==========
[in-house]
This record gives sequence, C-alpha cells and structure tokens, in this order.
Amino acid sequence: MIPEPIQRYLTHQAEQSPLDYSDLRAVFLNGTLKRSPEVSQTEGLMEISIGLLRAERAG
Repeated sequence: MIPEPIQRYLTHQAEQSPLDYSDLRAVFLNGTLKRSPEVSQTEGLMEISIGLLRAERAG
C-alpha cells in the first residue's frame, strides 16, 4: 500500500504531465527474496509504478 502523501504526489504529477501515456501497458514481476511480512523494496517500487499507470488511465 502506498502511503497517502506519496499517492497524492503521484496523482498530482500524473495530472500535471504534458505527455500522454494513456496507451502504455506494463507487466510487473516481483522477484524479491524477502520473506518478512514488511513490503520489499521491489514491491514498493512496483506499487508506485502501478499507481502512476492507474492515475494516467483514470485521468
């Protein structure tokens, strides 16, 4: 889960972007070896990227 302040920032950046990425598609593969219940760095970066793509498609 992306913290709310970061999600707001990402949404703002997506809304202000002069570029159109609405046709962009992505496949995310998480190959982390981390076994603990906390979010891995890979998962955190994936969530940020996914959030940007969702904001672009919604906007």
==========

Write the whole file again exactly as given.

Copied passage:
[in-house]
This record gives sequence, C-alpha cells and structure tokens, in this order.
Amino acid sequence: MIPEPIQRYLTHQAEQSPLDYSDLRAVFLNGTLKRSPEVSQTEGLMEISIGLLRAERAG
Repeated sequence: MIPEPIQRYLTHQAEQSPLDYSDLRAVFLNGTLKRSPEVSQTEGLMEISIGLLRAERAG
C-alpha cells in the first residue's frame, strides 16, 4: 500500500504531465527474496509504478 502523501504526489504529477501515456501497458514481476511480512523494496517500487499507470488511465 502506498502511503497517502506519496499517492497524492503521484496523482498530482500524473495530472500535471504534458505527455500522454494513456496507451502504455506494463507487466510487473516481483522477484524479491524477502520473506518478512514488511513490503520489499521491489514491491514498493512496483506499487508506485502501478499507481502512476492507474492515475494516467483514470485521468
């Protein structure tokens, strides 16, 4: 889960972007070896990227 302040920032950046990425598609593969219940760095970066793509498609 992306913290709310970061999600707001990402949404703002997506809304202000002069570029159109609405046709962009992505496949995310998480190959982390981390076994603990906390979010891995890979998962955190994936969530940020996914959030940007969702904001672009919604906007």